(Over the next few weeks we’ll be digging in to each Big Ten team as spring football gets closer)
Last season was an improvement…sort of. At least Illinois found a way to win a few games in Big Ten play and get to bowl eligibility. It took a win over rival Northwestern in the season finale to get there, but the Illini accomplished the first step in making an improvement.
The win over Northwestern also likely kept head coach Tim Beckman from being fired. However, it doesn’t guarantee things are on the way up on Champaign. A lot of that depends on the defensive side of the football, where Beckman has remained loyal to his coaching staff despite failing results over the last few seasons.
The 2015 spring football camp will be vital in showing that improvement is happening. With that, let’s take a look at the Illini heading in to their spring football camp.
Spring Football Starting Date: March 17th
Spring Football Game Date: April 18th
Key Returning Players: Mike Dudek, WR; Wes Lunt, QB; Geronimo Allison, WR; Jihad Ward, DE; Mason Monheim, LB; V’Angelo Bentley, CB
Key Losses: Donovonn Young, RB; Austin Teitsma, DT; Earnest Thomas III, CB
Illini Spring To-Do List:
– Find a run game: Donovonn Young is gone, but may not be missed all that much. That’s because injuries and lack of production were the hallmarks of his time in Memorial Stadium. He only had 94 rushing attempts last season for 379 yards. Add in what returning Josh Ferguson had (735 yards) and it’s not a very impressive number.
Sure, the Illini’s offense is more focused on the passing game and getting the ball down field, but it was also because they couldn’t run the ball with much in the way of power. That has to change if the Illini want to avoid getting in to track meets all season long once again.
A good and powerful run game can be a defense’s best friend, and Illinois needs to showcase an improved run effort in spring to help boost some confidence on both sides of the ball.
– Show Improvement on Defense: Speaking of that defense and confidence…it’s time for Jihad Ward and more specifically Mason Monheim to elevate this group for a change. This is a group that has regressed instead of progressed since Beckman came aboard in 2012 — going from 10th in total defense that season to dead last in that category this past season.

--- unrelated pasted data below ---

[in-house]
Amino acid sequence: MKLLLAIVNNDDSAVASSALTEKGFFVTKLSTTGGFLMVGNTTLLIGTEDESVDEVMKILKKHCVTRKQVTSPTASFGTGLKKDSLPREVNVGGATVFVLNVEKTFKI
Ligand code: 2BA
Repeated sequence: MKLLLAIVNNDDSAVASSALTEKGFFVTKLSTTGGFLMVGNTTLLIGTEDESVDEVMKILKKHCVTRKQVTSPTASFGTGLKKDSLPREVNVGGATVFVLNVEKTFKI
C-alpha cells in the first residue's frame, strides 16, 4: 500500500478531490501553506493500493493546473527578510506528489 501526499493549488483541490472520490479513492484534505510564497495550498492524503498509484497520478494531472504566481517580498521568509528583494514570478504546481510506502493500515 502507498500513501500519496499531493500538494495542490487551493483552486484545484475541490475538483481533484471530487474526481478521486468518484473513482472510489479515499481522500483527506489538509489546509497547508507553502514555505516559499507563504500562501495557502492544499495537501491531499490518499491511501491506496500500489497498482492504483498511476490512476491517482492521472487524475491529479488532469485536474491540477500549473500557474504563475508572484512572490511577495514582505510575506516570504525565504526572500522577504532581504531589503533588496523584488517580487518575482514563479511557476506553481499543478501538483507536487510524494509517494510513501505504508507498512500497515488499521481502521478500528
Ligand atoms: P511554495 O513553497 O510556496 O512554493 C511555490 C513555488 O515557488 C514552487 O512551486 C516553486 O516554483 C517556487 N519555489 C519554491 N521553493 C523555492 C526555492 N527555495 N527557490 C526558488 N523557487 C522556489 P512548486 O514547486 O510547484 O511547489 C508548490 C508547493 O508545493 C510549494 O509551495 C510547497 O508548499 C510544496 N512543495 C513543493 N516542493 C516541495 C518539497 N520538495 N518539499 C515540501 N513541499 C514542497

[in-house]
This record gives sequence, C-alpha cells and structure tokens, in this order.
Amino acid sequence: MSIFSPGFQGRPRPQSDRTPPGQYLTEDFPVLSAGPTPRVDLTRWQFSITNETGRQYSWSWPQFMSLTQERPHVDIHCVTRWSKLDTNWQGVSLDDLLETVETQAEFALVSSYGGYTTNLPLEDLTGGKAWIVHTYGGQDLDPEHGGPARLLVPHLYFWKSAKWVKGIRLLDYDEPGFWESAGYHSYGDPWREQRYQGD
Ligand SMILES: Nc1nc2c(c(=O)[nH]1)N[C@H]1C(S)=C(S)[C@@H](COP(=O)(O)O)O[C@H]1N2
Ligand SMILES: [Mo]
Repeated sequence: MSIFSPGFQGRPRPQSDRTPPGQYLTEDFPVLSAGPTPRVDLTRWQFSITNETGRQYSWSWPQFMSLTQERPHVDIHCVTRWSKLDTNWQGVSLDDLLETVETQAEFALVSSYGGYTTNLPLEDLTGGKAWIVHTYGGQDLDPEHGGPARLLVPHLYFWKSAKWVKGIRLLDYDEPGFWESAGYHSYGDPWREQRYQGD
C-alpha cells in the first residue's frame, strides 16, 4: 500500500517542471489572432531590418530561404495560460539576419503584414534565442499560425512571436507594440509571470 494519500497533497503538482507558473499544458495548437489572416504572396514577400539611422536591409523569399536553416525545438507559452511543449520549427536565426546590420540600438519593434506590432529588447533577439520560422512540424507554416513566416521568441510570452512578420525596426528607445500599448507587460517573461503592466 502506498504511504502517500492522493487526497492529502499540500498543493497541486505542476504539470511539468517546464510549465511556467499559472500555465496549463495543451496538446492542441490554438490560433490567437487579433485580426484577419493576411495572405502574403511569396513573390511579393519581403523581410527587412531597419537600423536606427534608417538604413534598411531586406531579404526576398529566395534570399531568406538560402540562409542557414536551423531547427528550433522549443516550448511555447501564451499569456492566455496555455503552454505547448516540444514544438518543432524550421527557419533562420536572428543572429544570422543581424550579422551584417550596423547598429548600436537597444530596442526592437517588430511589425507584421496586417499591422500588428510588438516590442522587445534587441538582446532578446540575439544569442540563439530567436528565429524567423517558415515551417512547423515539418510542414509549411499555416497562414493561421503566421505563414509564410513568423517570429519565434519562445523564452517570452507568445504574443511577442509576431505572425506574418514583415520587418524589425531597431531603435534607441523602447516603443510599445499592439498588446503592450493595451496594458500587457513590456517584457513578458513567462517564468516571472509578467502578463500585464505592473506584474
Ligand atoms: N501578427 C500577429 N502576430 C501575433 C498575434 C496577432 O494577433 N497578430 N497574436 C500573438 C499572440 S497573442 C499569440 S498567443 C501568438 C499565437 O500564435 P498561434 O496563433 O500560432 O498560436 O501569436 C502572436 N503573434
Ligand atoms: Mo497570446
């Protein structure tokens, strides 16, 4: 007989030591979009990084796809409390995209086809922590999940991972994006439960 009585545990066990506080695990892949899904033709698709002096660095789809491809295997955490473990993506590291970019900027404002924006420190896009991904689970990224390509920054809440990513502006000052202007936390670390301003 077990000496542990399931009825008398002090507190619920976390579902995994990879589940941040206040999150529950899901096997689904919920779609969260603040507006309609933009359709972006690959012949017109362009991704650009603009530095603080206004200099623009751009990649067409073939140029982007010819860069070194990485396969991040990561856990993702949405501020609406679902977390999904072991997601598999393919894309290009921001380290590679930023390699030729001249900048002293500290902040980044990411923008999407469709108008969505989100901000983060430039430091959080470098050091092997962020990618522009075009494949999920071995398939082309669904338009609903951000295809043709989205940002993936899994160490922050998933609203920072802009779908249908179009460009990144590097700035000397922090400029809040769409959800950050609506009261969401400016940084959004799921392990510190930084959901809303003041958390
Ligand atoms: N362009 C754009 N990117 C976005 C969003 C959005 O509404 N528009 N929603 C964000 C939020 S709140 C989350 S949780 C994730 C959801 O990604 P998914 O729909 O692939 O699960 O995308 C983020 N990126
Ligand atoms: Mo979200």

Monheim and Ward are going to be leaders on this group, and while the coaching staff and some in the program have pointed to youth the past few years, the time for excuses are up. Illinois are returning seven of 11 starters and all seven of them will be upperclassmen.
That means the defense has plenty of experience to draw on, and this spring is about showing they’ve learned from the experience and are now more capable of being a good group than a liability for this team.
– Keep developing Wes Lunt & passing game: It appeared that Illinois hit a home run in getting home-state transfer Wes Lunt on campus. Early on last season he was one of the most prolific quarterbacks in the Big Ten. However, a leg injury slowed his roll and he ended the season as almost the complete opposite after this injury.
To start the season, Lunt never completed fewer than 63 percent of his passes, however after his return from injury, Lunt could never top the 56 percent mark. He also went from throwing well over 200 yards per game to throwing for a best of 102 yards after the injury.
Lunt needs to show he’s behind that injury and he needs to show he can be the quarterback we all saw early on in the season. Arguably he was the accurate and dynamic quarterback in the league at the halfway point, but he needs to do it for a whole year and showing that he can be consistent from practice No. 1 to the spring game is vital to that improvement.
– Beckman repair relationship with local media: Media narratives can make or break a head coach, and since Tim Beckman bought himself some more time in Champaign with a bowl appearance there will be plenty written about him and his team this spring.
Unfortunately, Beckman has gotten off on the wrong foot this offseason by asking the local media to become cheerleaders for his program. If ever there was a tone-deaf moment in Beckman’s career it was that one. Asking the beat reporters to go from objective to cheerleader is just not a good look. If you want positive stuff written about you or the program, go out and earn it on the field.
A good way to do that would be to go out and put on a hell of a show in the spring game. Remember two years ago when everyone came away from the game shocked by how different and potent Illinois offense looked? It wasn’t a coincidence and it led to some positive press and momentum heading in to the season. It would be wise for this team to showcase that same kind of improvement to help make its own case for better press coverage.